There is not enough documentation about this breed. They were used as working dogs in their native land and were used to protect goats and sheep. It is assumed that they are progenies of Black and Tan Coolie or blue merle Coolie, brought in Australia by Thomas S. Hall who started the Australian Cattle Dog breed. Additionally, some people believe that they are descendent of a European herding breed, ‘German Tiger.’ But till date, no genetic evidence has been found to assist in this belief.
Moreover, it is believed that it was imported in the country by the German immigrants, and this is the reason till date people call it German Koolie. The immigrants were unable to pronounce ‘coolie’ correctly and started referring in their ways ‘Koolie.’ This breed was referred to as an all-purpose dog till the 19th century. But one dog naturally mated with a wild dog Aussie dog Dingo, which created a new line which had a short coat and easily adapted to all climatic conditions. The result got popularity than its parents and put to use in the extension of Australian working dogs like Australian Kelpie and Australian Cattle Dog.
Various initiatives were taken to set standards for this breed, but establishing an official status was a difficult task as it does not have adequate documentation or records. However, in 2000, Koolie Club of Australia was formed and in early 2006, ‘Stockdog Committee of the Australian Shepherd Club of America’ elected Koolie to recognize it as herding breed. In the same year, the American Herding Breed Association (AHBA) recognized this breed and added to their list.
Temperament & Personality
Koolies are incredibly active and intelligent with strong working intuition. They are easy going the dogs with the fun-loving attitude that makes them an ideal companion dogs. The breed has an eagerness to learn new tricks which makes them perfect for other activities like sports, pet therapy and agility. It likes to be around its family members all the time, and if left alone for a longer duration it might develop destructive behaviors like excessive barking, digging, etc.
They are not couch dogs and go well with other household pets and kids but require supervision. These breeds have an extraordinary smell sense and can spot anything from a very long distance. In many parts of Europe and rural Australia, they are famous for unique herding techniques and flock gathering. This intuition enables them to be watchful of the entire flock of sheep rather than one at a time.
It is an energetic breed that needs a fair amount of exercise, and it is not ideal for apartment living. Taking this breed for long walks about 45 minutes every day along with ample of playtime in a yard will suffice its needs. Apart from physical exercises they also require mental stimulation to keep them healthy. Hence offer them chews, puzzle toys or agility training are some of the options to keep them mentally fit.
They are easy to groom since they have a short coat and do not require heavy grooming schedule. Brush their coat using a hard bristle brush twice or thrice a week. It is advisable to bathe them frequently as they tend to get dirty quickly. They shed reasonably, and owners should brush them regularly during this period to clean the loose fur.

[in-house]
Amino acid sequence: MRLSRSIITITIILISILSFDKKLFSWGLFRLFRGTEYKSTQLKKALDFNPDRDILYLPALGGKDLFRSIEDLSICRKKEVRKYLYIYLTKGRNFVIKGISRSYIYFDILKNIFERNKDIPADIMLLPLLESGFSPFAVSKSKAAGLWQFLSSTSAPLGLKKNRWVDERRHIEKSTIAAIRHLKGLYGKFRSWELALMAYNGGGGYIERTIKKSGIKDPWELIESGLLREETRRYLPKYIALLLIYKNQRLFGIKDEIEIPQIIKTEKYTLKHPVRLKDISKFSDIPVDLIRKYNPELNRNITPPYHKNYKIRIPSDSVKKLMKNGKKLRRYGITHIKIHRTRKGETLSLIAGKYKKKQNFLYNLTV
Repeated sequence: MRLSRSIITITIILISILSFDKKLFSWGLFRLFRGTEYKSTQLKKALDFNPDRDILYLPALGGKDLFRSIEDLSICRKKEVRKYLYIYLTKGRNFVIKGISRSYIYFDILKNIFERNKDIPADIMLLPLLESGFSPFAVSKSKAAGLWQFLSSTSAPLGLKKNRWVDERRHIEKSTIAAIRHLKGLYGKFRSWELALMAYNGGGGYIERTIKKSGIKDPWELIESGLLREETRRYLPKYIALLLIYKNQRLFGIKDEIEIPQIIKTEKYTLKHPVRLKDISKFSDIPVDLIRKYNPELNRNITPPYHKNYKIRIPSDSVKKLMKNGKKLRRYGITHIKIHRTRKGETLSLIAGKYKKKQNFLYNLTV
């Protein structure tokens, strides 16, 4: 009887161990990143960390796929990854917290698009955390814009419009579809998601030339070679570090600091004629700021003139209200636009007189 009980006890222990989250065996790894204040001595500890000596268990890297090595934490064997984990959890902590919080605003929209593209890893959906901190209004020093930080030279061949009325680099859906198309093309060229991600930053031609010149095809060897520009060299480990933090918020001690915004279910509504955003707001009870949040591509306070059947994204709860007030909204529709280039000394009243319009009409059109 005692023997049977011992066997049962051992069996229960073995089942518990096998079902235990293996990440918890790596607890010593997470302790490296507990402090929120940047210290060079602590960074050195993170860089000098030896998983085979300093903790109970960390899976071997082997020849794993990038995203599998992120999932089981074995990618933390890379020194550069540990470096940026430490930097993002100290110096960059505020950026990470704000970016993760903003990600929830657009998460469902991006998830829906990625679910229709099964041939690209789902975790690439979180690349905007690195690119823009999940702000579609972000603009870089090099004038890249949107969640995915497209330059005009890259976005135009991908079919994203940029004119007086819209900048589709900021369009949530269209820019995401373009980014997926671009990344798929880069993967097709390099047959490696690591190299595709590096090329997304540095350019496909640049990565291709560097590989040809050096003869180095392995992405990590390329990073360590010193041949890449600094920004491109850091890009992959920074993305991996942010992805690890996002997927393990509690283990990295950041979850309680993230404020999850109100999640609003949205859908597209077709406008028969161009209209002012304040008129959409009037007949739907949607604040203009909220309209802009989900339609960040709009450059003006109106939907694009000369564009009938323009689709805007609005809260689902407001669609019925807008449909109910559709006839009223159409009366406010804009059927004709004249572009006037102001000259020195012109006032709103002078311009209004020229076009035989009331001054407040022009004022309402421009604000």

Like other dogs, they tend to grow nails faster than other breeds which can crack if not appropriately trimmed and hinder regular activities like walking, run, etc. However, cutting them twice a month will serve the purpose. Brush their teeth twice a week to avoid development tartar and oral problems.
Their ears can catch up infections due to water, dirt buildup and need regular checking to prevent infections and pain. Clean their ears with Vet prescribed ear solution. Clean their corner of the eyes with a damp cloth to remove tear stains.
Koolies are healthy, they do not suffer from serious health problems as they have a diverse gene pool and do not inherit any genetic issues. But some puppies can suffer from deafness and eye problems. Hence, random vet visits and occasional tests will keep the pup healthy.
Koolies have a dominant nature which requires a firm trainer. Obedience training is essential for this breed to prevent the pack of the leader issue. Positive training will help them to pick up training tricks quickly.
Socialization is crucial to make them well behaved and a good companion. Take them to different busy places like a supermarket, bus stops busy roads and Dogs Park, etc. It will allow them to meet unknown faces, different sounds and situations and make them more flexible.
Leash training is crucial to minimize its chasing instincts. Start from an early age to make it familiar with the leash. When it plays or during its meal time apply the leash and take a short walk around the room or the garden and when it completely gets familiar take them out.
Command training is essential to polish their skills, enhance the relationship between the dog and the owner and to minimize their excessive barking behavior. Commands like ‘no,’ ‘yes,’ ’stop,’ ‘come’ are some simple commands which are essential.
They do well on a high-quality food 2 ½ to 3 cups or homemade food rich in protein. But it is essential to visit a dietician or a vet before opting for the food. Diet depending upon the dog’s size, age, and activity level are beneficial. They are prone to bloating and obesity. Hence, the owner should offer them small meals multiple times a day and prevent heavy exercises to minimize the risk. Owners should check their weight level and calorie consumption. If they gain weight reduce table scraps, treats, etc.